From herba (grass, vegetation) +‎ -ōsus.



herbōsus (feminine herbōsa, neuter herbōsum); first/second-declension adjective

  1. grassy, full of grass or herbs
    • 8 CE, Ovid, Fasti 4.367-368:
      ‘nōn pudet herbōsum’ dīxī ‘posuisse morētum
      in dominae mēnsīs, an suā causā subest?’
      ‘‘Is it not shameful,’’ I said, ‘‘to have placed a rustic dish full of herbs on the mistress’s tables, or is there some reason behind it?’’
      (Ovid writes in poetic dialogue with the muse Erato, inquiring about the customs of the ancient Roman festival Megalesia, which honored Cybele, the mother goddess or Magna Mater during April. See also moretum.)
  2. grass-colored


First/second-declension adjective.

Number Singular Plural
Case / Gender Masculine Feminine Neuter Masculine Feminine Neuter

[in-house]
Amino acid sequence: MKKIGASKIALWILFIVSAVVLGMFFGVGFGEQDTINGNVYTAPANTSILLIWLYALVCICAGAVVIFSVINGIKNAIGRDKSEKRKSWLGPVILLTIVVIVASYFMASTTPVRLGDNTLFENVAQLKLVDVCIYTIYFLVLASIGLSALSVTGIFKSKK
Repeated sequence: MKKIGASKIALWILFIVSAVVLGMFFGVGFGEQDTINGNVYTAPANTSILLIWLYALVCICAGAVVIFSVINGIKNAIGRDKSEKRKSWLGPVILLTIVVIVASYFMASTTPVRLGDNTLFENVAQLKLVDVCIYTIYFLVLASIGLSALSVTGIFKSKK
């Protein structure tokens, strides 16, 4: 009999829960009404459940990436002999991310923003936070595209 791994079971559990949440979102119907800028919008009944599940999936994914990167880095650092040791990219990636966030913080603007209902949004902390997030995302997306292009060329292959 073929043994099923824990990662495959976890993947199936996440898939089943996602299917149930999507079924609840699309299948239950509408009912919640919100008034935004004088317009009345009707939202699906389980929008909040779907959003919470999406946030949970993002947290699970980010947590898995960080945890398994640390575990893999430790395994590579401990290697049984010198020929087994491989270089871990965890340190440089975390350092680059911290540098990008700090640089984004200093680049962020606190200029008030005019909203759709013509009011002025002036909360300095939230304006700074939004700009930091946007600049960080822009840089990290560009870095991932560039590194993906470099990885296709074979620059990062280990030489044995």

Nominative herbōsus herbōsa herbōsum herbōsī herbōsae herbōsa
Genitive herbōsī herbōsae herbōsī herbōsōrum herbōsārum herbōsōrum
Dative herbōsō herbōsō herbōsīs
Accusative herbōsum herbōsam herbōsum herbōsōs herbōsās herbōsa
Ablative herbōsō herbōsā herbōsō herbōsīs
Vocative herbōse herbōsa herbōsum herbōsī herbōsae herbōsa

Related termsEdit



  • herbosus”, in Charlton T. Lewis and Charles Short (1879) A Latin Dictionary, Oxford: Clarendon Press
  • herbosus”, in Charlton T. Lewis (1891) An Elementary Latin Dictionary, New York: Harper & Brothers
  • herbosus in Gaffiot, Félix (1934) Dictionnaire illustré latin-français, Hachette